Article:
Re:Flash-Group Earthquakes are fun! (1)

noidentity (188756) | more than 4 years ago | (#31590822)

the winner being hte person that can get the highest on the Richter scale w/o braking their laptops..

Sudden deceleration without applying braking? Physical impossibility, I think.

Mobiles? (1)

pclminion (145572) | more than 4 years ago | (#31588580)

Didn't I see something just the other day about doing the exact same thing but with smartphones?

Re:Mobiles? (1)

penguinchris (1020961) | more than 4 years ago | (#31588836)

This specific implementation (the quake-catcher network) has been around for several years already, so this is already old news - and I believe there was indeed an article on slashdot about a similar idea for smartphones. I think I posted information about this in that article's comments, actually.

Easily? (1)

jamesl (106902) | more than 4 years ago | (#31588656)

I figured that we could easily tap into this data and use it to record earthquakes.

Sounds like someone from marketing. "Oh yeah, that's easy. It's only software."

Re:Easily? (3, Informative)

penguinchris (1020961) | more than 4 years ago | (#31588906)

Well, it is actually quite easy... there is a lot of software available that will capture the data from accelerometers and display it to you. The hardware is pretty simple and I guess the APIs are easy to use (I'm not a programmer I'm just assuming based on the software I've seen). When I first got a computer with an accelerometer (a Thinkpad from a couple years ago) I was even able to set it up to use the accelerometer input as a joystick in linux. Not practical, but kind of amusing to try to play a flying game by moving the whole computer around :) There are also several programs for iphones and Android devices that will output all of the accelerometer data to you (on android I recommend the free "Tricorder" program, it shows you data from all the sensors and more than you probably thought possible).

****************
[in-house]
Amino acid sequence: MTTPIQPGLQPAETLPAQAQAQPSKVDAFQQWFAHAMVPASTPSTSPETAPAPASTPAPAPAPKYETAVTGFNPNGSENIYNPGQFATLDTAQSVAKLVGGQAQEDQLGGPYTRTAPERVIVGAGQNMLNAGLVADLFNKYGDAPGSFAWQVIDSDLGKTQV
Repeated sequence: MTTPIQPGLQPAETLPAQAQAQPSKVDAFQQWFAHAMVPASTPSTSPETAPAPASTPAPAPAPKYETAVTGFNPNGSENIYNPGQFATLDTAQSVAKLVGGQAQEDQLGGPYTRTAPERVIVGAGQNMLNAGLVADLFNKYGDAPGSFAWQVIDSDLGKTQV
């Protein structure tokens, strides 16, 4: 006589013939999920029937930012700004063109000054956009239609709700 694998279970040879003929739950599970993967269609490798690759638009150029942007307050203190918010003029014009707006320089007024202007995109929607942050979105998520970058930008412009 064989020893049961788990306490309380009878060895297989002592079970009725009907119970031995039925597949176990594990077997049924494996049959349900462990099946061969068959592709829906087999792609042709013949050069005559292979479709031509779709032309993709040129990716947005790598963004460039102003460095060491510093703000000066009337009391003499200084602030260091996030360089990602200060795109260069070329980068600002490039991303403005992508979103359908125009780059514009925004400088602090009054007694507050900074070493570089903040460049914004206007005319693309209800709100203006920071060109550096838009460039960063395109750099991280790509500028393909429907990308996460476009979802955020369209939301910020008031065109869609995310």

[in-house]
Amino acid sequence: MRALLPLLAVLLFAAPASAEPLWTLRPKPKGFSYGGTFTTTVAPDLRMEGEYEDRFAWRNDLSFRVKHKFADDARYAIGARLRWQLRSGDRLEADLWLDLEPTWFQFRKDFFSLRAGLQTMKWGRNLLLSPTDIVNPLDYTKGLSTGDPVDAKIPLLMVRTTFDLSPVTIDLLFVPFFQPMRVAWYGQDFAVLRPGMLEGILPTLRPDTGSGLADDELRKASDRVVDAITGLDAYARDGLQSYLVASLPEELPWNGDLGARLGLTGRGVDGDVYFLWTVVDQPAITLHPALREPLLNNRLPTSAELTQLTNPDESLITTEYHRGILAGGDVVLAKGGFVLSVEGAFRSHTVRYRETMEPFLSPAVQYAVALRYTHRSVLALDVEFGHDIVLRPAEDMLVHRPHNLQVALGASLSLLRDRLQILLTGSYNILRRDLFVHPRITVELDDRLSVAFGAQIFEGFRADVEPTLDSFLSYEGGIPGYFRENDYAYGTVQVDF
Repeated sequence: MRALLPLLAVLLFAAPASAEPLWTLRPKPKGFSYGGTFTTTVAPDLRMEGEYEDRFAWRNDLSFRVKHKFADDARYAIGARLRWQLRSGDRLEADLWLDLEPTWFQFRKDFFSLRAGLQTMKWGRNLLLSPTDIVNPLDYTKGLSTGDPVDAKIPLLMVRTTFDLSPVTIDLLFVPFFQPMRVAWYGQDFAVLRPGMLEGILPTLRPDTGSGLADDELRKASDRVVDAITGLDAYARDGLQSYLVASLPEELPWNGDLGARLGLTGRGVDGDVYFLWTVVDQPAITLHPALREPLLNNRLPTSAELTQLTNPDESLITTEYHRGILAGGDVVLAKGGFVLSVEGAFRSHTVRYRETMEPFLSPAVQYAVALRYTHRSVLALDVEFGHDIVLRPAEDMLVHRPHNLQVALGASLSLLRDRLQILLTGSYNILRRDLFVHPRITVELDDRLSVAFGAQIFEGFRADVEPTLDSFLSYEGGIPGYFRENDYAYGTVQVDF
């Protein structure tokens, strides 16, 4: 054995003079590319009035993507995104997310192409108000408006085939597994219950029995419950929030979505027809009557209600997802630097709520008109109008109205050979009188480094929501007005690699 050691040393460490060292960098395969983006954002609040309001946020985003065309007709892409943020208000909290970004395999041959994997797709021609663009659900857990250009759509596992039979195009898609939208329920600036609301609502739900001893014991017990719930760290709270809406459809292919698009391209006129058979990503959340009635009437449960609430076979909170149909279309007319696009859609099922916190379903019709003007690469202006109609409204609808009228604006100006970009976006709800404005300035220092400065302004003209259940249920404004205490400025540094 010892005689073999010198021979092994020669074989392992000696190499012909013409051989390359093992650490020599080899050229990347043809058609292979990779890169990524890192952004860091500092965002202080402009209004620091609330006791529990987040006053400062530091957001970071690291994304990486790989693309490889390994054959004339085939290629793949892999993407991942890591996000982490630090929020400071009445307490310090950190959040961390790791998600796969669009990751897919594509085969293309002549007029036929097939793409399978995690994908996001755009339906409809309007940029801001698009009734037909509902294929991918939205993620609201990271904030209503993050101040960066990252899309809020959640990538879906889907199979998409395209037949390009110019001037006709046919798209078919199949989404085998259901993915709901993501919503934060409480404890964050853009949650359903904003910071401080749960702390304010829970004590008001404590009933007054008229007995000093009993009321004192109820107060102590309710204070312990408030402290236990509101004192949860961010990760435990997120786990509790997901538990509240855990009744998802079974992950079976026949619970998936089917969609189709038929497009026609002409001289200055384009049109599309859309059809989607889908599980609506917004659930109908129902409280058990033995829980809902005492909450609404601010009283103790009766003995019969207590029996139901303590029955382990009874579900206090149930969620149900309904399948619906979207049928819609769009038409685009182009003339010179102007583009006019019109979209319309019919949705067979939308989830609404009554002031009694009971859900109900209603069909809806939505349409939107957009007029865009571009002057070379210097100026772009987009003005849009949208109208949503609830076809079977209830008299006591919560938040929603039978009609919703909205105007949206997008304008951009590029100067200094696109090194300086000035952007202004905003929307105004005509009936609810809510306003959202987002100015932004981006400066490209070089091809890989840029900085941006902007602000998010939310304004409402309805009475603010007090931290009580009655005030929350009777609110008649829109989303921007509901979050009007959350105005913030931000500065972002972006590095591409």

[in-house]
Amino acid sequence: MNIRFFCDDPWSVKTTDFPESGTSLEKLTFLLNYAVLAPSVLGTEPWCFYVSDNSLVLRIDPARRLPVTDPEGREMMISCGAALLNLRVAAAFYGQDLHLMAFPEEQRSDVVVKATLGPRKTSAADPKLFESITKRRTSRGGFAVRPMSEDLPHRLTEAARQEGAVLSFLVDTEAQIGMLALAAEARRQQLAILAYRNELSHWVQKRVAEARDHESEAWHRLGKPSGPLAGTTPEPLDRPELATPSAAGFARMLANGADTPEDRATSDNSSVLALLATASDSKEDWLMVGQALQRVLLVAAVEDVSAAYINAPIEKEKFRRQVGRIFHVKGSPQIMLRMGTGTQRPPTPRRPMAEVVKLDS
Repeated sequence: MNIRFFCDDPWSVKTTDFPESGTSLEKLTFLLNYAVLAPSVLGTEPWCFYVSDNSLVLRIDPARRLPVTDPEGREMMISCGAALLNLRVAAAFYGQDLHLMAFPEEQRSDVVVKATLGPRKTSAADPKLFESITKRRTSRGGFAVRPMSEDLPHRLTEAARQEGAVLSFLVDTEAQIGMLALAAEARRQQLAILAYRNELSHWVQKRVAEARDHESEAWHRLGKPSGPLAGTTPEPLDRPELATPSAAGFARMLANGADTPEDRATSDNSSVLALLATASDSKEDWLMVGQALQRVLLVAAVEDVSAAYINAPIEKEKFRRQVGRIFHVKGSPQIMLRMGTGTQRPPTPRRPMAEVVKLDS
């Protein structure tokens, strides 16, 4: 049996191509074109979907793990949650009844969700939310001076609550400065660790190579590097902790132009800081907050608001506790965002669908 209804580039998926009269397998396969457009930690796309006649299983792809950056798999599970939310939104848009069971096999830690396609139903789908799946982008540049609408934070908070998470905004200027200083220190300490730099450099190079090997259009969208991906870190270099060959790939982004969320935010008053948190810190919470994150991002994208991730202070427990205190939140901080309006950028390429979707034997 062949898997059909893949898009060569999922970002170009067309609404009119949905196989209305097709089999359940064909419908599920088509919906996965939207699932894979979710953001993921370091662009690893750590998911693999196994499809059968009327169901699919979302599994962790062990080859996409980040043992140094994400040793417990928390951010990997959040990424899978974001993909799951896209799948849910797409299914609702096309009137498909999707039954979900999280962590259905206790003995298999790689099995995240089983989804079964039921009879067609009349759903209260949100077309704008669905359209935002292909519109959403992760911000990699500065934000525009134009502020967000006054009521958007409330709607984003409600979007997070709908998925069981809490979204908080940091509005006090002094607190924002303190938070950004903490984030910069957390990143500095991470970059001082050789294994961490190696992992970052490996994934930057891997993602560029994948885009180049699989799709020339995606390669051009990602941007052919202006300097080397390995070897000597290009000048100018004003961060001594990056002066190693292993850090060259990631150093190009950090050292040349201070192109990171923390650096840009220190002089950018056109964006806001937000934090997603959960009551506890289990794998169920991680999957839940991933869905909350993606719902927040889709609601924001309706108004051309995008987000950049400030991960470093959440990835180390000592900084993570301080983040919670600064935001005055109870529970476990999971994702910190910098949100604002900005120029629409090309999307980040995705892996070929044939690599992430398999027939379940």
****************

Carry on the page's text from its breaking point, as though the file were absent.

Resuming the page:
Therefore it should be - and apparently was - fairly trivial to set up a program to run in the background logging and monitoring the data

The neat thing is that the accelerometers really are quite high-resolution, and there is one measuring each direction (x, y, and z) which real seismometers also do.

HAARP@Home - rocking the trojan horse boat (0)

Anonymous Coward | more than 4 years ago | (#31588710)

Sounds like a great idea for a new distributed computing project screensaver!

It could be grafted to the Seti@Home project! Unless that is what Seti@Home really is for! Who cares, say the coincidence theorists, we love the pretty screensaver!

Re:HAARP@Home - rocking the trojan horse boat (1)

djsmiley (752149) | more than 4 years ago | (#31588958)

love the haarp but this is already "part" of seti at home... as in it runs under boinc, which is from the creators of seti...